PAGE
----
I got stellar school results, have a first-class undergraduate degree and was recently admitted into an Ivy League law school. But I have often felt that people don’t take me very seriously. Whether it’s the cab driver who short-changes me, the Post Office worker who patronises me while I’m collecting a parcel, or one of my classmates who cuts me off before making the exact same point, it seems that some people don’t assume very much of me. And I think it’s all connected to the way I look. Let me explain...
From a young age, I have been obsessed with the colour pink. Yes, I know it’s a cliché, a woman who likes pink... but I don’t care, I still love it.
I can't help but gravitate to it when choosing how to express myself. I wear at least one pink item without fail - be it my trainers, boots, a jumper, jumpsuit or blush co-ord set. And when it comes to my hair, what started with pink bobbles has eventually progressed braid-by-braid to today's full head of pink mermaid hair.
Being a ‘girly girl’
I feel confident wearing pink. It’s like my superhero cloak, emitting colour everywhere I go. However, as an adult, I can't help but feel judged based on my colour of choice.
“Every colour has positive and adverse traits", explains Applied Colour Psychology expert, Karen Haller, author of bestseller The Little Book of Colour. "What effects we experience really depends on how we’re feeling”.
In my experience, people seem surprised that I can hold an intellectual conversation. They're also shocked when I talk about all the ‘non-girly’ stuff I’m into like Cold Case, Law and Order SVU, or cinematic classics such as Heathers or Police Academy. "I’m surprised you would know what that was, Seun", my lecturer once remarked, eyes open wide, when I mentioned The Economist podcast.
“On the adverse side of pink,", Haller explains, "men can feel quite emasculated and women can feel, or appear to feel, very weak and very needy. Pink is definitely considered and is stereotyped for little girls, like blue is a boy’s colour. Quite often women will say to me: 'I don't wear pink because I don't want to be girly', because they're worried that people won't take them seriously."
This fear of looking 'childish' preventing women from choosing pink means assumptions are never challenged - a classic case of chicken and egg.
I should say that I still like ‘girly’ stuff. I can recite all the song lyrics to Disney's The Princess and the Frog word-for-word and live for the Whitney Houston production of Cinderella. The point is that I contain multitudes - we all do - and I should not be pigeonholed based on my fashion choices. But we human beings often like to put each other into boxes, or stereotypes, as it makes the world feel more 'knowable', rather than acknowledging just how complex the people around us are.
It is just the clothes?
It can be difficult for me to know where judgement based on my fashion choices starts and other forms of discrimination ends. The idea of 'intersectionality', initially coined by Kimberlé Crenshaw, explores how those of us who are both Black and female often have to deal with "double-discrimination - the combined effects of practices which discriminate on the basis of race, and on the basis of sex".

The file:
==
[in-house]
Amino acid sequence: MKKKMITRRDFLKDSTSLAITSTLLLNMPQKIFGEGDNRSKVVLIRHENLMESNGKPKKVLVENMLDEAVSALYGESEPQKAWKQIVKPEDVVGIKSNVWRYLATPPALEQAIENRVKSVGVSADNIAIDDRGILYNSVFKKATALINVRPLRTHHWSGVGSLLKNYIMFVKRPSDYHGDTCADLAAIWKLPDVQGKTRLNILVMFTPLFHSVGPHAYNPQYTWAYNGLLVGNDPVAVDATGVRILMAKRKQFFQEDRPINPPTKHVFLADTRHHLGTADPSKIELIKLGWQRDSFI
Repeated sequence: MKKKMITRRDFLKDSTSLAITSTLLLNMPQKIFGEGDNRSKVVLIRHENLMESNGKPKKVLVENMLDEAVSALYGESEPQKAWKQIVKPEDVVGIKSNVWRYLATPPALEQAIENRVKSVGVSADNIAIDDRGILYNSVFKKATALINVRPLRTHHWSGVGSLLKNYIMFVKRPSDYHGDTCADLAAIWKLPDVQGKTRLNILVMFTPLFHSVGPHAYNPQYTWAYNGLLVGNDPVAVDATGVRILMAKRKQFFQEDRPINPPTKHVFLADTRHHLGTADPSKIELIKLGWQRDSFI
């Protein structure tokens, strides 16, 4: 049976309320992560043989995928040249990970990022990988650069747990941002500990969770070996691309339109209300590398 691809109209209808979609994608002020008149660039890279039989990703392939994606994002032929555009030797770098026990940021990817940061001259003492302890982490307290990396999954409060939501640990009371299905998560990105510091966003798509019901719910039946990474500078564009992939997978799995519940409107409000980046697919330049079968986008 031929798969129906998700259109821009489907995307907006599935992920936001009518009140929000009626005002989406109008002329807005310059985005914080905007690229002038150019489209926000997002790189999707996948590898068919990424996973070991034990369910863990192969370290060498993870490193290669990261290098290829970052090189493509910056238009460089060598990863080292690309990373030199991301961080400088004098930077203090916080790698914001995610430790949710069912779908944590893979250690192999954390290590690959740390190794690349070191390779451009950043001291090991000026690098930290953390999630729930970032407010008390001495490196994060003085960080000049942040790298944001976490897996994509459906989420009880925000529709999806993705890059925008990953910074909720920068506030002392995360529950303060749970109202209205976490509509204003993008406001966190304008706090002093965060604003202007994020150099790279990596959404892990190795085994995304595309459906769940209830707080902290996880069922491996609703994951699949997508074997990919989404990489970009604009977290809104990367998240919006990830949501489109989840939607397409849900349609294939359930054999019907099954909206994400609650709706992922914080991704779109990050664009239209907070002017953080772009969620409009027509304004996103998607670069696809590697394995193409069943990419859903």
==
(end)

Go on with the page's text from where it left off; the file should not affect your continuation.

Perhaps that is why, when I was daytime programming director for my university’s radio station, another student came into the broadcasting booth and mistook me for another Black girl and took it upon themselves to train me how to use the radio software I had actually trained them on a month earlier.
I honestly can't remember what I was wearing that day - maybe it was pink, maybe it wasn't. The point is less about the clothes I was wearing and more about this harmful tendency for people to stereotype based on appearances.
At my undergraduate university graduation, a family member took me aside and asked me: "Are you sure you want to be wearing all of this?", referring to my rose-coloured braids and pink outfit. "It will be in your photos, what will people think?".
They believed that having pink braids in my graduation picture would make me a target for people to mock, that I would be judged. And I would be lying if I didn't admit that I have been on occasion.
But despite these experiences, I remind myself why I dress the way I do. For me, wearing pink is like wearing joy. It allows me to express the more vibrant parts of my personality that tend to get suppressed within professional settings where colour is practically unheard of (and I can’t exactly Cosplay as a Black British Elle Woods).
“Pink is a very comforting colour because it's physically soothing", Haller says. "It’s all about caring, nurturing, compassion and empathy. It’s a colour very much for men and for women because it shows the softer side. It's not female, it's a feminine energy, which both men and women possess.”
"For someone to have the confidence to wear pink, they must be so comfortable and confident with who they are".
Which to me, makes sense. I wear pink because why should I let anyone's preconceptions or stereotypes determine how I express myself?
Countless women like Carmen Munroe, Gloria Steinhem, Flo Kennedy have shown that clever and powerful women can and should wear whatever they want, because, when you have something important to say, people will eventually have to pay attention.
Follow Seun on Twitter.
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